36% of freelancers do so full time – this is an 8% increase from 2019. How does hiring more freelancers affect your taxes?
The freelancing industry in the U.S. is now a $1.2 trillion economy. This was a rising trend before the coronavirus pandemic hit, but now that it’s here and sticking around for a while, the push towards freelance and remote work has accelerated even more.
Do you work with freelancers currently? Are you considering working with freelancers at an increased rate or for the first time this year? If the answer is yes, your tax filing process will likely be changing this year.
Freelancers, when filing their own taxes, are often taught to think of themselves as their own business. But what does that mean for your business’s taxes when you hire them?
The addition of the form 1099-NEC has changed the way businesses that hire freelancers and independent contractors will report those payments in the tax year 2020. Let’s go through some common changes and misunderstandings.
What is a Freelancer or Independent Contractor?
Your employees, freelancers, independent contractors – they all work for you, so why aren’t they all treated the same from a tax filing perspective?
The big difference is in the relationship to your business. Employees (whether full- or part-time) have their income taxes withheld or matched by their employer: independent contractors and freelancers, since they are considered a separate entity, must set that money aside themselves. The hiring company or business does not do that for them.
Freelancers also often set their own hours, use tools they purchased or acquired themselves, complete their work in whatever way they prefer, and they can also refuse work. Full employees are not able to do these things without approval from your business managers or supervisors.
Do you need help filing as a freelancer or independent contractor? Check out this blog post instead.
What Tax Forms Are Needed?
At the end of the year, you or your business will give each of your employees a W-2, which shows all the income, payroll, and other taxes both you and your employee paid in for the tax year.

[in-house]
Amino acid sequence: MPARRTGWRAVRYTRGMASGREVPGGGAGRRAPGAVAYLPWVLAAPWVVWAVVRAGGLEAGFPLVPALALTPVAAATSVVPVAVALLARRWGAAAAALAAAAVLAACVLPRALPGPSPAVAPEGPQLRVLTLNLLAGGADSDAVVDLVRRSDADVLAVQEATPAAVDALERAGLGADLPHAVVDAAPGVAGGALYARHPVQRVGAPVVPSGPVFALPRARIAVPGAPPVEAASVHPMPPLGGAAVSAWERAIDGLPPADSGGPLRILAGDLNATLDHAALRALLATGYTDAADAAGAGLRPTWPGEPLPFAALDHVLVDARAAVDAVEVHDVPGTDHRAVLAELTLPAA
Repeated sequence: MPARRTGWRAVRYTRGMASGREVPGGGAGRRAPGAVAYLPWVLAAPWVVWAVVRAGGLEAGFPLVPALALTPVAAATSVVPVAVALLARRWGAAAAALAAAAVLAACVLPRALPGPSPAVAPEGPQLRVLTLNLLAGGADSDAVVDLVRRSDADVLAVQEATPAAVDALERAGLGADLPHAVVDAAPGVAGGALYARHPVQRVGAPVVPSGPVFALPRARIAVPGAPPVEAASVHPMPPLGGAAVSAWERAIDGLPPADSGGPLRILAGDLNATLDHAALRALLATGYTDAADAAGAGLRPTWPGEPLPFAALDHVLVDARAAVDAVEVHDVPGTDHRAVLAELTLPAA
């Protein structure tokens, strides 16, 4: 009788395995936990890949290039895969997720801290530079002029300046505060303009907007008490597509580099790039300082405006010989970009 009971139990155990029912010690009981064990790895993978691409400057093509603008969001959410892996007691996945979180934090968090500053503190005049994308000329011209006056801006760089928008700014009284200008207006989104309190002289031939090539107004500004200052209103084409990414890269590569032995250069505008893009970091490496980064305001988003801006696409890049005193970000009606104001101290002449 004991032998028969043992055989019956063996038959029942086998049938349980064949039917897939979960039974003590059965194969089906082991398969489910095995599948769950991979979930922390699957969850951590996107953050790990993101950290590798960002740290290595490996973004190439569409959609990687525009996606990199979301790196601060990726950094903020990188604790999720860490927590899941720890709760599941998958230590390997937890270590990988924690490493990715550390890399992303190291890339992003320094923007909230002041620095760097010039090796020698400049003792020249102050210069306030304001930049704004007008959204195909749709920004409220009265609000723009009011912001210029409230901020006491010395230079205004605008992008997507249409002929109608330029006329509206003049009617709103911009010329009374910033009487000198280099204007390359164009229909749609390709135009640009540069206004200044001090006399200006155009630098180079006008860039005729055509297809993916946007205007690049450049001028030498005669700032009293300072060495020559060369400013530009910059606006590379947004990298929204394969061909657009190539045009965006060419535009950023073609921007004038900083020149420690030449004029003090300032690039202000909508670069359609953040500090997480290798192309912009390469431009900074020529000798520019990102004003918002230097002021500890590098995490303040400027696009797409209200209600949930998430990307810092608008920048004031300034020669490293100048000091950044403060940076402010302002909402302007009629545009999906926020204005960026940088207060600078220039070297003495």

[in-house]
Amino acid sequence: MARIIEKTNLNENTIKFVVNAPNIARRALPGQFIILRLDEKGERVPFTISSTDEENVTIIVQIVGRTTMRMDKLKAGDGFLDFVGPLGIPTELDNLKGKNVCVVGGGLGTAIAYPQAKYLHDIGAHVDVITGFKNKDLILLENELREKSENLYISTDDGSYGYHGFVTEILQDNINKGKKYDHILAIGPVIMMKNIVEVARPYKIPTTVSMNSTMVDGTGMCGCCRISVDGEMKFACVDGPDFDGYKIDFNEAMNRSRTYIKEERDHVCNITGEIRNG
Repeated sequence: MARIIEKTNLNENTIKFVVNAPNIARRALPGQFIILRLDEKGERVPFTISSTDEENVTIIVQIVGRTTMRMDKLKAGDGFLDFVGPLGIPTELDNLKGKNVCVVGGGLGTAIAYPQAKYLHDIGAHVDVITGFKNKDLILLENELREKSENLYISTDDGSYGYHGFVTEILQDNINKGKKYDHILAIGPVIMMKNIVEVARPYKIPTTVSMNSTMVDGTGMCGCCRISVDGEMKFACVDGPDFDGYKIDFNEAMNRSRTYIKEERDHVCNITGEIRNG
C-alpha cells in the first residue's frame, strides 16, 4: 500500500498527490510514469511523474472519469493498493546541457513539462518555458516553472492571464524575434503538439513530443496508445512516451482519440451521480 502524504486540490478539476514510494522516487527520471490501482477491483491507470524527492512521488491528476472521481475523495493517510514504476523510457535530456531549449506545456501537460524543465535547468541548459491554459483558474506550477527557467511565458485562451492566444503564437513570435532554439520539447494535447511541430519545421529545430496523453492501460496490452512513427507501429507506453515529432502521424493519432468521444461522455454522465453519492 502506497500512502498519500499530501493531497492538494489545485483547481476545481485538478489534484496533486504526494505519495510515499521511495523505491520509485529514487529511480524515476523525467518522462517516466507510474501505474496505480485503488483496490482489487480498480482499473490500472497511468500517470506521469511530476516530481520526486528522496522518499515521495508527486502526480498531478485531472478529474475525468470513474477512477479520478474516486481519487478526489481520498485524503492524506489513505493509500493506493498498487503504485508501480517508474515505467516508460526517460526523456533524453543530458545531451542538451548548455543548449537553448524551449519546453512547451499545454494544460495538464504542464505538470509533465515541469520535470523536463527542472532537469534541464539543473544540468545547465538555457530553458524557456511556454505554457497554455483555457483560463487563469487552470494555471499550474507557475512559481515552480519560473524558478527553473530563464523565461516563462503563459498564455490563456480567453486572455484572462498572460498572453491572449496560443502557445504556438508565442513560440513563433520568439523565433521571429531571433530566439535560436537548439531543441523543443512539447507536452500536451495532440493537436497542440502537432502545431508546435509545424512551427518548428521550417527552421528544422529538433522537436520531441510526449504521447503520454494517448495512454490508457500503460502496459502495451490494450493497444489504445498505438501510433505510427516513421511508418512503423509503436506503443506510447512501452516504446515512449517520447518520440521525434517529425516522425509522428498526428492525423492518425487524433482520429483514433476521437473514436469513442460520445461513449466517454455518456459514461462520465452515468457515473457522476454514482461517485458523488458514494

Freelancers don’t receive a W-2 from your company, they will (typically, though not always) fill out a W-9 which will help your business create a 1099 form. The great thing about these forms is that they help streamline your workload while also organizing freelance tax information in a way that is easy to understand.
W-9: Helpful, But Not Required
IRS Form W-9 is filled out by the freelancer to provide the paying business the necessary information for filing their 1099s: legal name, address, TIN (taxpayer identification number), and SSN. If you are the business that is hiring an independent contractor or freelancer, you should request this form from the freelancer before they start their contracted work for you.
It’s good to note that a completed W-9 is not mandatory for tax purposes – it is just the best way to safely give and receive sensitive tax information and to circumvent issues with false information.
Before this year, freelance work payments and other “non-employee compensation” would have been filed under Box 7 of the 1099-MISC. But for the tax year 2020 and beyond, the renewed 1099-NEC is required to be filed when reporting freelance and independent contract wages, materials, and other compensation or payments. The IRS’s goal was to simplify filing in regards to the growing volume of freelance and independent work being commissioned by companies of all sizes.
If you’d like more information on the dos and don’ts of filing form 1099-NEC, we have an article for that too.
For help with all your 1099 filing needs, sign up for a free eFile360 account.